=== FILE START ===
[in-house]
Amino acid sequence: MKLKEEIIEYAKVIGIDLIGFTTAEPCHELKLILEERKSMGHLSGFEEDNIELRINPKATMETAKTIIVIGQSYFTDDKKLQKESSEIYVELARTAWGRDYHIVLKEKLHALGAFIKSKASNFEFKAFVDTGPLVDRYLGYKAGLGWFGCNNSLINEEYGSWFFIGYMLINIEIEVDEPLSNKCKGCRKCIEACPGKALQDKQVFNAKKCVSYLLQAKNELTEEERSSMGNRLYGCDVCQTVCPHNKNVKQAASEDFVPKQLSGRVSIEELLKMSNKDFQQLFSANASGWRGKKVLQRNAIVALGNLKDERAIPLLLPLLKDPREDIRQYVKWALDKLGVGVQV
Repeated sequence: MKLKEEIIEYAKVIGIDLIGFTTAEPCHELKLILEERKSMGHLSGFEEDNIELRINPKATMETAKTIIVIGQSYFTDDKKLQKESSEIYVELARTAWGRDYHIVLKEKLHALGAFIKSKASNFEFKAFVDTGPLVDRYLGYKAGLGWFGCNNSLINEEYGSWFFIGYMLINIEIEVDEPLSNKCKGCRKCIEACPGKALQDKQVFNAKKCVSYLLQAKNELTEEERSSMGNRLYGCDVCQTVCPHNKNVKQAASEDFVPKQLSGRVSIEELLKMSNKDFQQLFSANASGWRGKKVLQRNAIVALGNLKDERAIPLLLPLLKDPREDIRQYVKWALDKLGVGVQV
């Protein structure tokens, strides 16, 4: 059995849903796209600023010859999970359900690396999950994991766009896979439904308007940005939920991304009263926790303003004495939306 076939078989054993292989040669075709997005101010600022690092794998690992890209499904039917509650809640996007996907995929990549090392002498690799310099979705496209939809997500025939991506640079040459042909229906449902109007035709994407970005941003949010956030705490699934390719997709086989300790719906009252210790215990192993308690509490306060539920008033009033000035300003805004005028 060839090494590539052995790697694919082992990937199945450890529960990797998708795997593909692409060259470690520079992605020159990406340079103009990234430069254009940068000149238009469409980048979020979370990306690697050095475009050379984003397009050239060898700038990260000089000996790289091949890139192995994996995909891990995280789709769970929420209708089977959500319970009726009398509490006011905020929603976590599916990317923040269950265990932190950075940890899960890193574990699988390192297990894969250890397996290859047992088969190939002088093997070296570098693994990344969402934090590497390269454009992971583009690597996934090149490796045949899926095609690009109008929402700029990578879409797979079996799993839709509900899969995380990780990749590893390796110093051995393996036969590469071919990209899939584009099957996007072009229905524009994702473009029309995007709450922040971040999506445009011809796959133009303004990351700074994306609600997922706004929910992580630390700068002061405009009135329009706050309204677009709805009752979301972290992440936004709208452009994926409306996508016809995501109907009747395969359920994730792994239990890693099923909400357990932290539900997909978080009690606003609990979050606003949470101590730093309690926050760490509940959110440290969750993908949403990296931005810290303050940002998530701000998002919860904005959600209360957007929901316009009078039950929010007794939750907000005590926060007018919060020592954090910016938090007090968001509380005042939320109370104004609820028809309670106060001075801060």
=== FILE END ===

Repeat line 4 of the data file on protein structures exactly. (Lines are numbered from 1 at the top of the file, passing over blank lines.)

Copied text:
């Protein structure tokens, strides 16, 4: 059995849903796209600023010859999970359900690396999950994991766009896979439904308007940005939920991304009263926790303003004495939306 076939078989054993292989040669075709997005101010600022690092794998690992890209499904039917509650809640996007996907995929990549090392002498690799310099979705496209939809997500025939991506640079040459042909229906449902109007035709994407970005941003949010956030705490699934390719997709086989300790719906009252210790215990192993308690509490306060539920008033009033000035300003805004005028 060839090494590539052995790697694919082992990937199945450890529960990797998708795997593909692409060259470690520079992605020159990406340079103009990234430069254009940068000149238009469409980048979020979370990306690697050095475009050379984003397009050239060898700038990260000089000996790289091949890139192995994996995909891990995280789709769970929420209708089977959500319970009726009398509490006011905020929603976590599916990317923040269950265990932190950075940890899960890193574990699988390192297990894969250890397996290859047992088969190939002088093997070296570098693994990344969402934090590497390269454009992971583009690597996934090149490796045949899926095609690009109008929402700029990578879409797979079996799993839709509900899969995380990780990749590893390796110093051995393996036969590469071919990209899939584009099957996007072009229905524009994702473009029309995007709450922040971040999506445009011809796959133009303004990351700074994306609600997922706004929910992580630390700068002061405009009135329009706050309204677009709805009752979301972290992440936004709208452009994926409306996508016809995501109907009747395969359920994730792994239990890693099923909400357990932290539900997909978080009690606003609990979050606003949470101590730093309690926050760490509940959110440290969750993908949403990296931005810290303050940002998530701000998002919860904005959600209360957007929901316009009078039950929010007794939750907000005590926060007018919060020592954090910016938090007090968001509380005042939320109370104004609820028809309670106060001075801060």